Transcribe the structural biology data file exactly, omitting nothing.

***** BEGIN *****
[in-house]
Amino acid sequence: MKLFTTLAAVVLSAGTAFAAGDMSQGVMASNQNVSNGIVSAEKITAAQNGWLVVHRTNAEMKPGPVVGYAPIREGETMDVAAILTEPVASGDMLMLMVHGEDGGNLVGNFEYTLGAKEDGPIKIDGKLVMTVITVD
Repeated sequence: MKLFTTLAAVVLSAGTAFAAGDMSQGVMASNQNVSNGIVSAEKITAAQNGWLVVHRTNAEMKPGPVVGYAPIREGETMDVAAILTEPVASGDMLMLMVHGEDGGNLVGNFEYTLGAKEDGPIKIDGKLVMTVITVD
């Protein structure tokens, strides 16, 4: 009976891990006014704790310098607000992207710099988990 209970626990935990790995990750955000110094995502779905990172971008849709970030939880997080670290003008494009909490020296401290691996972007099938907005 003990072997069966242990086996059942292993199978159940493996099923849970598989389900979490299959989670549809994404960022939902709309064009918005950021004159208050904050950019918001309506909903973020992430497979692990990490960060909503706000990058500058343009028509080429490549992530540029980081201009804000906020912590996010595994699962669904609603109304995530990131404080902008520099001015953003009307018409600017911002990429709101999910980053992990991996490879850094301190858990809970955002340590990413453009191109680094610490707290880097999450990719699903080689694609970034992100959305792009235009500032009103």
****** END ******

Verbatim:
[in-house]
Amino acid sequence: MKLFTTLAAVVLSAGTAFAAGDMSQGVMASNQNVSNGIVSAEKITAAQNGWLVVHRTNAEMKPGPVVGYAPIREGETMDVAAILTEPVASGDMLMLMVHGEDGGNLVGNFEYTLGAKEDGPIKIDGKLVMTVITVD
Repeated sequence: MKLFTTLAAVVLSAGTAFAAGDMSQGVMASNQNVSNGIVSAEKITAAQNGWLVVHRTNAEMKPGPVVGYAPIREGETMDVAAILTEPVASGDMLMLMVHGEDGGNLVGNFEYTLGAKEDGPIKIDGKLVMTVITVD
């Protein structure tokens, strides 16, 4: 009976891990006014704790310098607000992207710099988990 209970626990935990790995990750955000110094995502779905990172971008849709970030939880997080670290003008494009909490020296401290691996972007099938907005 003990072997069966242990086996059942292993199978159940493996099923849970598989389900979490299959989670549809994404960022939902709309064009918005950021004159208050904050950019918001309506909903973020992430497979692990990490960060909503706000990058500058343009028509080429490549992530540029980081201009804000906020912590996010595994699962669904609603109304995530990131404080902008520099001015953003009307018409600017911002990429709101999910980053992990991996490879850094301190858990809970955002340590990413453009191109680094610490707290880097999450990719699903080689694609970034992100959305792009235009500032009103």